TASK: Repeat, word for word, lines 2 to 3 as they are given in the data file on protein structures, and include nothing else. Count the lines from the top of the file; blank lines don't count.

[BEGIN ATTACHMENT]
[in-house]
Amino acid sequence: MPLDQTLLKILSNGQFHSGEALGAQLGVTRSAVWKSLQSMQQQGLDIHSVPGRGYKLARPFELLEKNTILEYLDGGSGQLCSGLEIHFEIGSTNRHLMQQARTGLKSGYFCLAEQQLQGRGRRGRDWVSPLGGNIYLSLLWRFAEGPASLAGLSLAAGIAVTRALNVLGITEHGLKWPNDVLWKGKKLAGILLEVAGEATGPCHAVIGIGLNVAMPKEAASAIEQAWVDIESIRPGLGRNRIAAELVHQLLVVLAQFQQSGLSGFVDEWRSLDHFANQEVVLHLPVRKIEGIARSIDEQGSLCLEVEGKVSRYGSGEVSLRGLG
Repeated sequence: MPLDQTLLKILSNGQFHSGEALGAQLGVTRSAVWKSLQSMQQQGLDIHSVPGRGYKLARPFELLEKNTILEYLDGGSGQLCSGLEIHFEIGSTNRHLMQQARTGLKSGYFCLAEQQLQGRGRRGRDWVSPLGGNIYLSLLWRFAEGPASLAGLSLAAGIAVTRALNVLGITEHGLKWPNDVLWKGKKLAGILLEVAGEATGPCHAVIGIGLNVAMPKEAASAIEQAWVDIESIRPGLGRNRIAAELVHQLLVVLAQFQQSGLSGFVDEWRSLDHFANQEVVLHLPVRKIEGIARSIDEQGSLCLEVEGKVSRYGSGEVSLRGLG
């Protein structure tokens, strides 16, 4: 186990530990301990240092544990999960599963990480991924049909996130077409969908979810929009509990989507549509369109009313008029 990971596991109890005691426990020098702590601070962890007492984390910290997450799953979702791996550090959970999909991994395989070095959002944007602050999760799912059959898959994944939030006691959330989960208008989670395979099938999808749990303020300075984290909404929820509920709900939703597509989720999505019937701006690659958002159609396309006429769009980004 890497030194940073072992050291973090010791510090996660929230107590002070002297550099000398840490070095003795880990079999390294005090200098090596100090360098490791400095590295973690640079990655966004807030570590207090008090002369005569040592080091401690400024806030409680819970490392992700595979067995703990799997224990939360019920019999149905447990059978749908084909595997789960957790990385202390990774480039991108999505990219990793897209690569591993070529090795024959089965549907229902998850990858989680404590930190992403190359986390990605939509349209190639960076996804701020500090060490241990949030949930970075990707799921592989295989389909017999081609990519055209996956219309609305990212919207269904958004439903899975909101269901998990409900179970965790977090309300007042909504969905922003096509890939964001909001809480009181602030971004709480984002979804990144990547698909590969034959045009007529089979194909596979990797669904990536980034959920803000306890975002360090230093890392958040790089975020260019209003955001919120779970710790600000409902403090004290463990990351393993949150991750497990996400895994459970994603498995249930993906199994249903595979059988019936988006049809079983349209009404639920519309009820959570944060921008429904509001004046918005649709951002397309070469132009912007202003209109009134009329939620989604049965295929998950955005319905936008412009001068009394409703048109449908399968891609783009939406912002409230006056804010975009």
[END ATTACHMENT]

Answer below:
Amino acid sequence: MPLDQTLLKILSNGQFHSGEALGAQLGVTRSAVWKSLQSMQQQGLDIHSVPGRGYKLARPFELLEKNTILEYLDGGSGQLCSGLEIHFEIGSTNRHLMQQARTGLKSGYFCLAEQQLQGRGRRGRDWVSPLGGNIYLSLLWRFAEGPASLAGLSLAAGIAVTRALNVLGITEHGLKWPNDVLWKGKKLAGILLEVAGEATGPCHAVIGIGLNVAMPKEAASAIEQAWVDIESIRPGLGRNRIAAELVHQLLVVLAQFQQSGLSGFVDEWRSLDHFANQEVVLHLPVRKIEGIARSIDEQGSLCLEVEGKVSRYGSGEVSLRGLG
Repeated sequence: MPLDQTLLKILSNGQFHSGEALGAQLGVTRSAVWKSLQSMQQQGLDIHSVPGRGYKLARPFELLEKNTILEYLDGGSGQLCSGLEIHFEIGSTNRHLMQQARTGLKSGYFCLAEQQLQGRGRRGRDWVSPLGGNIYLSLLWRFAEGPASLAGLSLAAGIAVTRALNVLGITEHGLKWPNDVLWKGKKLAGILLEVAGEATGPCHAVIGIGLNVAMPKEAASAIEQAWVDIESIRPGLGRNRIAAELVHQLLVVLAQFQQSGLSGFVDEWRSLDHFANQEVVLHLPVRKIEGIARSIDEQGSLCLEVEGKVSRYGSGEVSLRGLG